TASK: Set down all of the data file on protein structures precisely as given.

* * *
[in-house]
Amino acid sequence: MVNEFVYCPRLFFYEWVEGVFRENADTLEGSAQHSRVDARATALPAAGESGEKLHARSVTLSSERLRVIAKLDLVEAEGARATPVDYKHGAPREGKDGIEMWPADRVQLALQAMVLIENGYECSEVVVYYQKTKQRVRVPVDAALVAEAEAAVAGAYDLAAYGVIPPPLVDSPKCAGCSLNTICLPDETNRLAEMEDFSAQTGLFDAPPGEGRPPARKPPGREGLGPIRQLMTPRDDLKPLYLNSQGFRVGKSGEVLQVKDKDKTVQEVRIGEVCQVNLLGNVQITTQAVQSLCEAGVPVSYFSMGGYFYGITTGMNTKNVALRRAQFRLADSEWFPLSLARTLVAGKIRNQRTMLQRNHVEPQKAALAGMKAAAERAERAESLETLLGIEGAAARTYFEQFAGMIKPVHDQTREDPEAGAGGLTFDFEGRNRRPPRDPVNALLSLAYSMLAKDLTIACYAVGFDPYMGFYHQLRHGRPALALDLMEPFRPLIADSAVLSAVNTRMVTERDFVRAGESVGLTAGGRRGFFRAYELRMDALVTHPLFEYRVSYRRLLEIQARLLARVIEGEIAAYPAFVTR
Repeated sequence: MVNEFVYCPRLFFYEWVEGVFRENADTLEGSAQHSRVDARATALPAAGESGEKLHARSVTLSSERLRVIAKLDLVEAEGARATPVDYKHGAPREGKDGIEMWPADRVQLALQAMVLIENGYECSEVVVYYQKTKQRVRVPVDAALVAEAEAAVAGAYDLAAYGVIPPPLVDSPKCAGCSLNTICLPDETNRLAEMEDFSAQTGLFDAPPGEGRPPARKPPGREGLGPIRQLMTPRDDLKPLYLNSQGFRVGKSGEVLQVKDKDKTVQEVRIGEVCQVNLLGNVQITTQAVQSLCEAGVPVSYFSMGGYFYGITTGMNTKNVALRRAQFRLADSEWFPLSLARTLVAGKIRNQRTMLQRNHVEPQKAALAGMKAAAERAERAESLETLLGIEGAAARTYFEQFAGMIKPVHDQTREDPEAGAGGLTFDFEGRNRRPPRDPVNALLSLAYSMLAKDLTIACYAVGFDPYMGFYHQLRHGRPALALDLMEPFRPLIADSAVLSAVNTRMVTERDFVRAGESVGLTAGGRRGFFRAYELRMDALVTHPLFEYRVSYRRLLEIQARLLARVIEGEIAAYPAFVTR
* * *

[in-house]
Amino acid sequence: MVNEFVYCPRLFFYEWVEGVFRENADTLEGSAQHSRVDARATALPAAGESGEKLHARSVTLSSERLRVIAKLDLVEAEGARATPVDYKHGAPREGKDGIEMWPADRVQLALQAMVLIENGYECSEVVVYYQKTKQRVRVPVDAALVAEAEAAVAGAYDLAAYGVIPPPLVDSPKCAGCSLNTICLPDETNRLAEMEDFSAQTGLFDAPPGEGRPPARKPPGREGLGPIRQLMTPRDDLKPLYLNSQGFRVGKSGEVLQVKDKDKTVQEVRIGEVCQVNLLGNVQITTQAVQSLCEAGVPVSYFSMGGYFYGITTGMNTKNVALRRAQFRLADSEWFPLSLARTLVAGKIRNQRTMLQRNHVEPQKAALAGMKAAAERAERAESLETLLGIEGAAARTYFEQFAGMIKPVHDQTREDPEAGAGGLTFDFEGRNRRPPRDPVNALLSLAYSMLAKDLTIACYAVGFDPYMGFYHQLRHGRPALALDLMEPFRPLIADSAVLSAVNTRMVTERDFVRAGESVGLTAGGRRGFFRAYELRMDALVTHPLFEYRVSYRRLLEIQARLLARVIEGEIAAYPAFVTR
Repeated sequence: MVNEFVYCPRLFFYEWVEGVFRENADTLEGSAQHSRVDARATALPAAGESGEKLHARSVTLSSERLRVIAKLDLVEAEGARATPVDYKHGAPREGKDGIEMWPADRVQLALQAMVLIENGYECSEVVVYYQKTKQRVRVPVDAALVAEAEAAVAGAYDLAAYGVIPPPLVDSPKCAGCSLNTICLPDETNRLAEMEDFSAQTGLFDAPPGEGRPPARKPPGREGLGPIRQLMTPRDDLKPLYLNSQGFRVGKSGEVLQVKDKDKTVQEVRIGEVCQVNLLGNVQITTQAVQSLCEAGVPVSYFSMGGYFYGITTGMNTKNVALRRAQFRLADSEWFPLSLARTLVAGKIRNQRTMLQRNHVEPQKAALAGMKAAAERAERAESLETLLGIEGAAARTYFEQFAGMIKPVHDQTREDPEAGAGGLTFDFEGRNRRPPRDPVNALLSLAYSMLAKDLTIACYAVGFDPYMGFYHQLRHGRPALALDLMEPFRPLIADSAVLSAVNTRMVTERDFVRAGESVGLTAGGRRGFFRAYELRMDALVTHPLFEYRVSYRRLLEIQARLLARVIEGEIAAYPAFVTR